Because North Carolina has a mandatory masking policy for all K-12 schools, we cannot compare schools with masks to schools that do not. To understand the potential impact masks, we looked outside of North Carolina for comparison. Data from our study and from studies conducted in Utah, Missouri, and Wisconsin suggest that the rate of coronavirus transmission in schools is low when schools enforce mask regulations. In contrast, one school in Israel without mask regulations or proper social distancing protocols reported an outbreak of Covid-19 involving 153 students and 25 staff members.

Recent outbreaks at youth camps in Texas, Illinois and Florida show how quickly Covid-19 can spread among adolescents and adults, who are largely unexposed and most unvaccinated, with the potential to spread to surrounding communities. This potential for community spread is the reason schools closed in March 2020.

With the evidence now clear that universal masking is associated with lower levels of transmission, why not request universal respirator use? Why seek to gather hundreds of unvaccinated, unvaccinated individuals in an enclosed space for a few hours a day, five days a week?

Schools that don’t require masks will spread the coronavirus more. And even though the Covid-19 death rate was just 2 per 100,000 school-age children as of April, with more than 50 million children attending public schools in the US, that still means many more children could die. avoidable death in a year.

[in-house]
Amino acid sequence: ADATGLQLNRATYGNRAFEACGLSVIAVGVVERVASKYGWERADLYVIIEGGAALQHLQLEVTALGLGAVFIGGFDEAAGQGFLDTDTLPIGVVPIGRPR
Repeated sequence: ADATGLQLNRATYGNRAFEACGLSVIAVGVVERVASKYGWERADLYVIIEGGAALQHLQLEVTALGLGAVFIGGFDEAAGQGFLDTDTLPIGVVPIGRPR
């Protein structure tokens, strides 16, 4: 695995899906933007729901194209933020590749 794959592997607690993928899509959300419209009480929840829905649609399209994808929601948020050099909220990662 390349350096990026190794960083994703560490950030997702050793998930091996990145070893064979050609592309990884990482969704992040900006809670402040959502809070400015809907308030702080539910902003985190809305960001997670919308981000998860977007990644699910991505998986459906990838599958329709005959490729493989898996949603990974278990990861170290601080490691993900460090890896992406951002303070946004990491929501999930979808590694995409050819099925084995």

When all children are immunized, school districts can best serve their students by creating incentives to wear masks and get vaccinated. For example, if universal mask-wearing is enforced or students are immunized, schools decide it is appropriate not to require isolation or post-exposure testing for asymptomatic children and adults. reasonable. Similarly, schools may consider allowing vaccinated students to continue participating in extracurricular activities even if they have been exposed to someone who has tested positive. School districts that do not have universal face coverings should continue to use strategies such as ventilation and social distancing and continue to perform routine testing of unvaccinated students.

In schools that choose to stay open without mask authorization and with limited vaccines, the likelihood of Covid increases. Until all children can be vaccinated, face masks remain a well-studied solution to reducing the risk of Covid. Children should go to school, and we should take steps to keep them safe.

Kanecia Zimmerman is an associate professor of pediatrics at Duke University School of Medicine. Danny Benjamin Jr. is a pediatric-infectious disease specialist at Duke Health and the Kiser-Arena Distinguished Professor of Pediatrics at Duke University School of Medicine.

The Times is committed to publishing variety of letters for the editor. We’d love to know what you think of this or any of our articles. Here are some give advice. And here is our email: letter@nytimes.com.

Subscribe to the New York Times Opinion section on Facebook, Twitter (@NYTopinion) and Instagram.


Please enter your comment!
Please enter your name here